“Out of clutter, find simplicity. From discord, find harmony. In the middle of difficulty lies opportunity.” (Albert Einstein)
To many people the idea of working from home can seem like a dream. Just avoiding the daily commute makes it worthwhile for many, but add in the benefits that arise from being present for your family, and being able to work the hours that suit you, and suddenly it’s an extremely attractive proposition.
While it definitely does depend on the individual, working from home can present a number of new challenges when it comes to getting work done. Laundry is building up, the home needs cleaning from the weekend, and your TV and fridge are also always on hand.
Luckily there are some small changes anyone can make to ensure their home office is at least as good as a corporate office for concentration, and potentially even better for productivity.
While not everyone has the ability to turn one room of the house into an office, it is wise to try and create a dedicated workspace for when you are “at the office”. Even just pushing a desk into the corner of your lounge and working from there will put you in the right state-of-mind for getting your business done, and at the end of the day you can log off and go back to your family life. Sitting in bed to work may be fun for one day, but long term blurring of the lines between the spaces for work and those for play can mean you can never really get away from your job.
For the same reason it may be wise to have a “work computer” and one for social media and recreation. Use the work computer the same way you would the one at any corporate office. When you turn it on there will be no non-work apps to distract you, and you should immediately be able to get into a work state of mind.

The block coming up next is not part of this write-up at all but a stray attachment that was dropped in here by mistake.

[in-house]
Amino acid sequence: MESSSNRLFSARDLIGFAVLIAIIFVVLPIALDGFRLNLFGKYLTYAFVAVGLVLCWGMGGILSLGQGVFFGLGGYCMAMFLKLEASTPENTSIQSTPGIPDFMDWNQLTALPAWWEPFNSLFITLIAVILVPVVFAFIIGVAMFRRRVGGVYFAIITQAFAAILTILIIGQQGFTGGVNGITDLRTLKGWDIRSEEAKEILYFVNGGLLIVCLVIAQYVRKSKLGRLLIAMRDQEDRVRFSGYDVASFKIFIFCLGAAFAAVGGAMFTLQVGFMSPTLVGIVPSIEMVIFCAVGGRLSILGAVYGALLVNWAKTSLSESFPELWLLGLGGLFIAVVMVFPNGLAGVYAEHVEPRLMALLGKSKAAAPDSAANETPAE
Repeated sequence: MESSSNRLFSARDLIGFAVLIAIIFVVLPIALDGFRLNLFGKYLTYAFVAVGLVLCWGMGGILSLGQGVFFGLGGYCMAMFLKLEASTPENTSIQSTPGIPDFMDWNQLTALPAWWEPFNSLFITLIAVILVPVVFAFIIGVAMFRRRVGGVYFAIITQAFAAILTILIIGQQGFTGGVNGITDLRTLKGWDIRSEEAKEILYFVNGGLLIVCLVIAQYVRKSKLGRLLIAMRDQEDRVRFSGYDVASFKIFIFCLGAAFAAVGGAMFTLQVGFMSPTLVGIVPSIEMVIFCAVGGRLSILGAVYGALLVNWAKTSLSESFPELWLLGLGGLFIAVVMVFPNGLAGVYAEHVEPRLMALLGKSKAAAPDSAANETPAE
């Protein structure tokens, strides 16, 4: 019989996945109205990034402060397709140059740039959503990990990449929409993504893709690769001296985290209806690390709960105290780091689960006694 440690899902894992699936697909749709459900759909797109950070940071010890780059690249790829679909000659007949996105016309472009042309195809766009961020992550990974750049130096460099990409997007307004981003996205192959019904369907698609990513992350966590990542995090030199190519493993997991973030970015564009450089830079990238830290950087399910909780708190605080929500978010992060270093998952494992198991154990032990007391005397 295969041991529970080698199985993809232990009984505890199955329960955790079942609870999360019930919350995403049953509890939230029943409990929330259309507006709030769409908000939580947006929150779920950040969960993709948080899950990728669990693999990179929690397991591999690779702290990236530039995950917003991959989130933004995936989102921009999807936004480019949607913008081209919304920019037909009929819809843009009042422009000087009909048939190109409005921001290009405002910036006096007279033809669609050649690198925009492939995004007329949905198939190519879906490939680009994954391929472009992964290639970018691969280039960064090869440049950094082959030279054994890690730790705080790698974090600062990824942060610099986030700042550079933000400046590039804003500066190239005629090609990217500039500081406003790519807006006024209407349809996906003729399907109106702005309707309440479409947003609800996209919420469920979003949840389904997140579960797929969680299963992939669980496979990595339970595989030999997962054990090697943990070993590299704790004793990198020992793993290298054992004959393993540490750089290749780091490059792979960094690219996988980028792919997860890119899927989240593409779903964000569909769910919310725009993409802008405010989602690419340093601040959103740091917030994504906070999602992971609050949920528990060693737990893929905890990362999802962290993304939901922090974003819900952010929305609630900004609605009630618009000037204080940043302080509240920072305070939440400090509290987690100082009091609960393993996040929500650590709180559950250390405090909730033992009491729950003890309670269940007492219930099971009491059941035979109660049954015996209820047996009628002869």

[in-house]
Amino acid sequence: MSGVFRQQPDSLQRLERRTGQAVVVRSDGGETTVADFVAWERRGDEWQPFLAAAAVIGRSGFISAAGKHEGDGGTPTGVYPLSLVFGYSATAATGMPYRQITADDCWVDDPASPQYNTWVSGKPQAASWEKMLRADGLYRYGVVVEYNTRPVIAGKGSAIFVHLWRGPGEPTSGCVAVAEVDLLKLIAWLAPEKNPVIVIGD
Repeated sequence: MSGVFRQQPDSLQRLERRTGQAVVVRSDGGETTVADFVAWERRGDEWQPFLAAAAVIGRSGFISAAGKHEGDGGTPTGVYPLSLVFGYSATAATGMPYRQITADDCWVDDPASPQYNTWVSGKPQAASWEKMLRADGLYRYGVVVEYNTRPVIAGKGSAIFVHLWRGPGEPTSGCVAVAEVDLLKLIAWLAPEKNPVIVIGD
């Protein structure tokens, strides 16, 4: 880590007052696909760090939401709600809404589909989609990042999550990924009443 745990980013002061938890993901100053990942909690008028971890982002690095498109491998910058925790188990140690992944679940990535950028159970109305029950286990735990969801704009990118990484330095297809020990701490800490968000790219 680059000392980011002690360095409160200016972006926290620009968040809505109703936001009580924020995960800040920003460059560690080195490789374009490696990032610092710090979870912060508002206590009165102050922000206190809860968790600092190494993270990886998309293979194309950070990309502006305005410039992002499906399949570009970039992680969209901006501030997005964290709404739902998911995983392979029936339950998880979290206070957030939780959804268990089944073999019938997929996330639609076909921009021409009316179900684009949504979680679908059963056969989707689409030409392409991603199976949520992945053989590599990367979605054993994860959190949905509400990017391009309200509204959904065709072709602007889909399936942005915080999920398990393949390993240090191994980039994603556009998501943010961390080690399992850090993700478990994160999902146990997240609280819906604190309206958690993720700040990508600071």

Ideally your work desk should face out a window, or failing that, towards a wall so you aren’t constantly looking at the distracting build-up of dishes, or the temptation of the television. Put up some work-related art, keep the table organised and you will find that when you sit down you are already thinking of working.
It’s not just visual things that can be distracting. The noises of a home can also take you out of that important work mindset. If you live alone this will be a lot easier, but if you have a family around, their activities can break your train of thought as easily as if they were tugging on your shoulder.
You don’t need to go overboard but finding ways to mute the external noises will help you to concentrate. Consider changing your office door from a hollow one to a solid wood one. Adding weather-stripping or a door sweep along the bottom of the door can also cut down on the amount of sound pollution that seeps in. If you use a corner of a common room for your office, consider investing in a pair of noise-cancelling headphones to ensure your thoughts remain entirely undisturbed.
By now you will no doubt have spent a day working from a dining room chair, or on a couch and will know that this is not an effective way to do it. There is a reason offices splash out on their chairs. Dining room chairs are intended for short stays whereas an adjustable office chair will enable you to set your ideal height and maintain good posture throughout a full workday. No one’s watching to see whether you’re sitting up or slumping, but your back will let you know if there’s been any cop-out.